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WEB EXCLUSIVE | DERRICK Z. JACKSON

Bush's bad news on black wealth

HERE ARE some economics issues to consider on on Election Day. President Bush told a national conference for journalists of color in August, ''Judge me on home ownership in America.'' Bush went on to say, ''More minority families own their home today than ever before in the history of the United States of America. And that's a positive development for this country.''

Bush probably does not really want America to judge him. The small positive hides a huge negative. According to Census Data, 48.1 percent of African-American households own their own home. That is only a slight statistical improvement over the 44.4 percent a quarter century ago. Worse, there has been no closing of the gap between black and white households. In 1979, black home ownership was 24 percentage points behind white households. Today, it is still 24 percentage points behind white households.

Worse still, the wealth of African-American households is actually in decline, according to a new Pew Charitable Trusts study. Despite the recent recession, white household wealth has increased by 17 percent since 1996, to $88,651. Black household wealth dropped by 16 percent, to $5,988. Latino household wealth increased by 14 percent, but only to $7,932, not even 10 percent of white household wealth.

Even though white household wealth has gone up, there is plenty to think about, meaning that black folks might be more a warning sign for all Americans than an aberration. In a speech this weekend, Bush said, ''To help families and to get this economy going again, I pledged to reduce taxes. I kept my word. Because we acted, the recession was one of the shallowest in American history. Over the last three years, our economy has grown at the fastest rate of any major industrialized nation.''

What Bush really meant was that the economy for CEOs has grown at the fastest rate of any major industrialized nation. The average CEO compensation has risen to $8.1 million a year according to Business Week, creating a CEO-to-worker pay ratio of 301-1, according to United for a Fair Economy and the Institute for Policy Studies.

If the minimum wage tracked the rise in CEO pay, it would be $15.76, not its current $5.15. If the salary of the average production worker kept pace with the rises in CEO pay since 1990, workers would be making $75,388 a year instead of $26,899.

As for the great benefit of the tax cuts for average families. The middle fifth of all Americans saw average checks of $756. The top 1 percent saw average checks of $33,864. The check for the wealthiest 1 percent is worth a year and a half of the average tuition of private college. The tax cut for the middle American is worth two months of the average tuition at a public university.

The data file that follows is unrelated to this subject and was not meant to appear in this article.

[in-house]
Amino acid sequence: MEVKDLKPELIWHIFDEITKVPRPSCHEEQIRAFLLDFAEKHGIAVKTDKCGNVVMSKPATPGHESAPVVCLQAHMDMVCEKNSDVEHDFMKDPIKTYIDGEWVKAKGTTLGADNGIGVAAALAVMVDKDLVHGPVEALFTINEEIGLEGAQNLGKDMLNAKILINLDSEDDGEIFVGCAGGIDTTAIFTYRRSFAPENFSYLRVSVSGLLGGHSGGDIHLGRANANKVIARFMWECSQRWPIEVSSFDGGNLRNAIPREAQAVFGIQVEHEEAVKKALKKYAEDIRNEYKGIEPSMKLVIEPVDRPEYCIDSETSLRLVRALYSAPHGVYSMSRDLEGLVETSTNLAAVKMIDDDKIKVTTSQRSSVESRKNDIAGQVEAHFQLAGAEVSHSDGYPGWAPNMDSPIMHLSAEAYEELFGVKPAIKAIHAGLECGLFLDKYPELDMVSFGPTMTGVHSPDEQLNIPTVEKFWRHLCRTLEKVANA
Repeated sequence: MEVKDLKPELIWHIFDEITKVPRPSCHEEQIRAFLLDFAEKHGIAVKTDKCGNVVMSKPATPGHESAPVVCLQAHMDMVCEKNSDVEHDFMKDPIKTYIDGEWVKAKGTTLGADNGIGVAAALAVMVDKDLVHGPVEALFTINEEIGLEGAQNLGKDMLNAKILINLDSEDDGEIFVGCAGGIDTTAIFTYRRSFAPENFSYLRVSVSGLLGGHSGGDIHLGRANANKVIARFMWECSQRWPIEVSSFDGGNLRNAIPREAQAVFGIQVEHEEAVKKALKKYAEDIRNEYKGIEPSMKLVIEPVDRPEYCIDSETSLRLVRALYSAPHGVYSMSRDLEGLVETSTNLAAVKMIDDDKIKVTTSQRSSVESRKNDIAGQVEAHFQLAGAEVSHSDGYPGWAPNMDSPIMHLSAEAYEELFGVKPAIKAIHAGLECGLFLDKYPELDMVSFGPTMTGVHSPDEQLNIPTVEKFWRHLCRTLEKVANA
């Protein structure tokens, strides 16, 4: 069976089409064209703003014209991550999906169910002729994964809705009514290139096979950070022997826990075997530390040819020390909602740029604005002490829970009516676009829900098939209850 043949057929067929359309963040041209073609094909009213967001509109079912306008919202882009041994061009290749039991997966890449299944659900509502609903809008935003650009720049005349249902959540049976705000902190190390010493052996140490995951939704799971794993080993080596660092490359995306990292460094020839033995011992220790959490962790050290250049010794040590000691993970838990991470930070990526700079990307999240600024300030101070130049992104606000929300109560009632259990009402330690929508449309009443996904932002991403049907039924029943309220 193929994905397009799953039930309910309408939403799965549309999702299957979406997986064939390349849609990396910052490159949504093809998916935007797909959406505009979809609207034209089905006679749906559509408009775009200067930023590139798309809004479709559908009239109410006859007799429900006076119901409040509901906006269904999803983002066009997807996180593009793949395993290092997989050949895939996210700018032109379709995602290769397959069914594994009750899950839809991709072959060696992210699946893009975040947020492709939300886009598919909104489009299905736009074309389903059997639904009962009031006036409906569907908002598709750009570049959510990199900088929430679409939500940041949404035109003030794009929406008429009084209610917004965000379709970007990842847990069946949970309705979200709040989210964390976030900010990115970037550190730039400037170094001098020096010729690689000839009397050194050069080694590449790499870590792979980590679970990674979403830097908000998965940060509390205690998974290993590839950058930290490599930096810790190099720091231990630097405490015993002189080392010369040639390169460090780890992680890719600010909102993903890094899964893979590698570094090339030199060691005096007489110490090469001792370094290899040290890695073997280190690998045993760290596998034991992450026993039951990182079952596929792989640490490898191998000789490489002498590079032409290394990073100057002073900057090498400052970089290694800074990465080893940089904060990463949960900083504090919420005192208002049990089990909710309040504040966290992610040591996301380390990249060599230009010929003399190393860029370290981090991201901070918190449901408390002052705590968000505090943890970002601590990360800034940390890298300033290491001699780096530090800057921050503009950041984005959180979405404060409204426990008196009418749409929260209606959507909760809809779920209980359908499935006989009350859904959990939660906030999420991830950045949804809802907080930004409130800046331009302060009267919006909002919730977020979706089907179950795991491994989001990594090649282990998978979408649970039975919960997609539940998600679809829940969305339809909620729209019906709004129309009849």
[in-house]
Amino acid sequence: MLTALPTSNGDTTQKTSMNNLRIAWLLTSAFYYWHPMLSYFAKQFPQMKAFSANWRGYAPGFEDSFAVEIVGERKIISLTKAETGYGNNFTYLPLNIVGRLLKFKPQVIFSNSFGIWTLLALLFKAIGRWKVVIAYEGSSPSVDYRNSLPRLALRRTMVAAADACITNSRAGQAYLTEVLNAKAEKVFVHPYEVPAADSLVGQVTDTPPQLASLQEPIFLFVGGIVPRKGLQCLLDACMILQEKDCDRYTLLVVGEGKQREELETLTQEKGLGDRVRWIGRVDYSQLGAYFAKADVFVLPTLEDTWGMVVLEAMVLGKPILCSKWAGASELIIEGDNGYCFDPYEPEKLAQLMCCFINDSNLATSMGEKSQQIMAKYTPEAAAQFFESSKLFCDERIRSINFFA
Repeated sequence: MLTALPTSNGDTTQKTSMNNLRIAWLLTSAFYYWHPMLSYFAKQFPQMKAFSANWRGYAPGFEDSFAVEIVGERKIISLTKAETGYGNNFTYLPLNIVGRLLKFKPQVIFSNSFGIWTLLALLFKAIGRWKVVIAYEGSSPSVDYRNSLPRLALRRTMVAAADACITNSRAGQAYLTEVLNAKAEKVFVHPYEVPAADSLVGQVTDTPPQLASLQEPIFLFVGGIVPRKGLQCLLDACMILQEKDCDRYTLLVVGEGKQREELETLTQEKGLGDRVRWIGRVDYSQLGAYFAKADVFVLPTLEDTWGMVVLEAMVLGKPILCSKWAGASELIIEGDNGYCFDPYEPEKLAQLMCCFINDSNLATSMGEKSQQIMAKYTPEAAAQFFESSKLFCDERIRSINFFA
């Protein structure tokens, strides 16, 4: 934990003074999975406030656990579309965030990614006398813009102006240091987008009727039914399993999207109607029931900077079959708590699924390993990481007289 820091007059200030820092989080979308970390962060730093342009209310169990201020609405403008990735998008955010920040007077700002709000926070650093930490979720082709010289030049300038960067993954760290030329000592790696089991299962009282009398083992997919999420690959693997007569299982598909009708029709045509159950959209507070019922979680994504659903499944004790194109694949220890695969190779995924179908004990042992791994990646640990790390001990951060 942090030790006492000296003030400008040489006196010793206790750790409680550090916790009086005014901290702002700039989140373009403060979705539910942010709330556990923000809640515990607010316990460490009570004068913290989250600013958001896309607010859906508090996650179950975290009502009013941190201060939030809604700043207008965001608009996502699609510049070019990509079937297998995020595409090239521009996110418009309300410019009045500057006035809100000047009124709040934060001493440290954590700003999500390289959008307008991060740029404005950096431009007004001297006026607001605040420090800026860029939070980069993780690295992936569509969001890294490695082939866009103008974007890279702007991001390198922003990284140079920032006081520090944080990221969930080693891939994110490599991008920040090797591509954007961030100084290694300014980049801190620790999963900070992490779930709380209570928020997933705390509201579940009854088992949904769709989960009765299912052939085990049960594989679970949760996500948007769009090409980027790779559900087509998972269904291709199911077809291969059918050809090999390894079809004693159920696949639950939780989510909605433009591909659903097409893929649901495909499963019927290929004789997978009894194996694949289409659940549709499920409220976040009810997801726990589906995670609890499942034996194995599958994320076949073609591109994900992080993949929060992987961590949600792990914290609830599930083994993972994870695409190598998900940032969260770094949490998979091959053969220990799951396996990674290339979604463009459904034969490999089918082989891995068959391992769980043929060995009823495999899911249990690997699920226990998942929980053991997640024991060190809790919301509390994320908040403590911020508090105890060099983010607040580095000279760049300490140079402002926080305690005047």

That gets us back to the wealth gap. According to the Century Foundation, the average wealth of the top 1 percent of Americans has exploded since 1989, from nearly $8 million household to $13 million. The wealth of the next 9 percent of Americans is $1.6 million. The worth of the next 40 percent of households shrinks to $272,378. The worth of the bottom 50 percent of American households is $22,079.

According to the Century Foundation's review of federal and think-tank economic data, the tax cuts that Bush promises to make permanent if he is reelected are one of the biggest reasons the nation has gone from a projection of $5 trillion in cumulative budget surpluses by 2011 to a possible cumulative deficit of $4.4 trillion. The foundation estimates that Bush's tax cuts play more of a role than even defense and military spending.

Defense and military spending are 20 percent of the deficit. The downturn in the economy is responsible for another 35 percent. The tax cuts are responsible for 36 percent. The foundation predicts that the tax cuts will grow into an even bigger reason for the federal deficit, responsible for 44 percent of it by 2011.

On the stump, Bush says, ''To create jobs, we've got to be wise about how we spend your money and keep your taxes low.'' The Century Foundation's review says, ''The lurch into massive deficits represents a profound reduction in potential American-owned private investment.'' In two weeks, Americans will lean into the voting booth to accept or reject the rhetoric that promises average Americans the equivalent of a free school lunch, while the rich unfold their napkins for a five-star tax dinner.

Derrick Z. Jackson's e-mail address is jackson@globe.com

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